In order to spread awareness of this debilitating disease and break the stigma surrounding women’s psychiatric health, I interviewed Dr Thomas Reilly. A specialist registrar at the National Female Hormone Clinic, he is a researcher at the University of Oxford’s Department of Psychiatry and an expert in PMDD. Therefore, let’s learn more about this disease, which, while often mistaken for myth, has very real consequences for women.   

EP: What is PMDD, and what do we know about it?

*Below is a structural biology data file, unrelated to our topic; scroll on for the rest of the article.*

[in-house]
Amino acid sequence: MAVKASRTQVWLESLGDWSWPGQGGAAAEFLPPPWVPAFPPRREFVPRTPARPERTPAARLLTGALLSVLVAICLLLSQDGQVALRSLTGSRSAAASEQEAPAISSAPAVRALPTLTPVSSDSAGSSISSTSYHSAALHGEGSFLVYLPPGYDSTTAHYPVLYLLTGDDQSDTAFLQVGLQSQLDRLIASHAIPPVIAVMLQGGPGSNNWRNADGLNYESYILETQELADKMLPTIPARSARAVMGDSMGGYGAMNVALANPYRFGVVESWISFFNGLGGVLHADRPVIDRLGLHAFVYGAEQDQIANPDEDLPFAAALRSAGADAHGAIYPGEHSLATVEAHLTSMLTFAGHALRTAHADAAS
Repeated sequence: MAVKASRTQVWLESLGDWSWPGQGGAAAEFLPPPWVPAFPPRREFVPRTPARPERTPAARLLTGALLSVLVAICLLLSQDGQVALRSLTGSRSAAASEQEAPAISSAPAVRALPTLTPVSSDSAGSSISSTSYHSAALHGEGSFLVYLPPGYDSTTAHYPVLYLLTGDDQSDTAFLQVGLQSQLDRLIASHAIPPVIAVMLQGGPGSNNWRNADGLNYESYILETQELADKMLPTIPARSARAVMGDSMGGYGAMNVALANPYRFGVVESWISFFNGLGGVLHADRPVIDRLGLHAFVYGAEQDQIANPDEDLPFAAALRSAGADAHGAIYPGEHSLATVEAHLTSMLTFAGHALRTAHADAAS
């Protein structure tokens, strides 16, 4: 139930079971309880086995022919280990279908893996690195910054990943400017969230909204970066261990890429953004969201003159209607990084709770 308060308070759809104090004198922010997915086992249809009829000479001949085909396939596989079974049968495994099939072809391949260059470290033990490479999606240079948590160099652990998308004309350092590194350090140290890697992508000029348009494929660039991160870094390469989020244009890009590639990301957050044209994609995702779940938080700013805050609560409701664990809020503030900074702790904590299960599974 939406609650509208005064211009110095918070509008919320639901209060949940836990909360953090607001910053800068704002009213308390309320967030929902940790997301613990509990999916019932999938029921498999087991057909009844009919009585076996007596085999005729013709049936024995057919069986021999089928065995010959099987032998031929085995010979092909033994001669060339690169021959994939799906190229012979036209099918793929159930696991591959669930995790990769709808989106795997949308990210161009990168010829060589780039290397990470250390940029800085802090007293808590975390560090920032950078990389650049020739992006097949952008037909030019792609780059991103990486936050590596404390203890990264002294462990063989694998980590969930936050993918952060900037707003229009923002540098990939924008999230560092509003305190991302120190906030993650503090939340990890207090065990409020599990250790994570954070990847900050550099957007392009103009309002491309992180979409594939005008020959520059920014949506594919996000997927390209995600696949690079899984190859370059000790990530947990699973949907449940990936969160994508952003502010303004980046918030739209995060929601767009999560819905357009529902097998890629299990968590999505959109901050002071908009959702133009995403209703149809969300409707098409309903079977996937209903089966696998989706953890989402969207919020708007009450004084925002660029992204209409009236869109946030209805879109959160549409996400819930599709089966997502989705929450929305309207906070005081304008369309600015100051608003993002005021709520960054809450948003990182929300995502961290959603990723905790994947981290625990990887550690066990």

TR: PMDD is a cyclical mood disorder. Unlike other psychiatric disorders, it’s decided by its timing. To diagnose a patient with PMDD, symptoms have to be present in the premenstrual phase (in the week before menstruation) and they must become minimal/absent in the week following menstruation. These can be both physical and mental. Cognitive symptoms include concentration difficulties, and memory problems. Lability, anxiety, irritability, and depression, as well as suicidal ideation are also associated with PMDD. Physical symptoms can include fatigue, fluid retention, joint pain, and changes in appetite and sleep. There are also manifestations one would not associate with the menstrual cycle, such as exacerbation of pre-existing mental disorders, migraines, and for some, menstrual epilepsy. These symptoms are incredibly disruptive to patients’ lives. PMDD can also prove difficult for interpersonal relations, and patients often struggle to function at work for a certain amount of time. Symptoms then subside after menstruation, and women are left to pick up the pieces for the rest of the month. It is incredibly disruptive.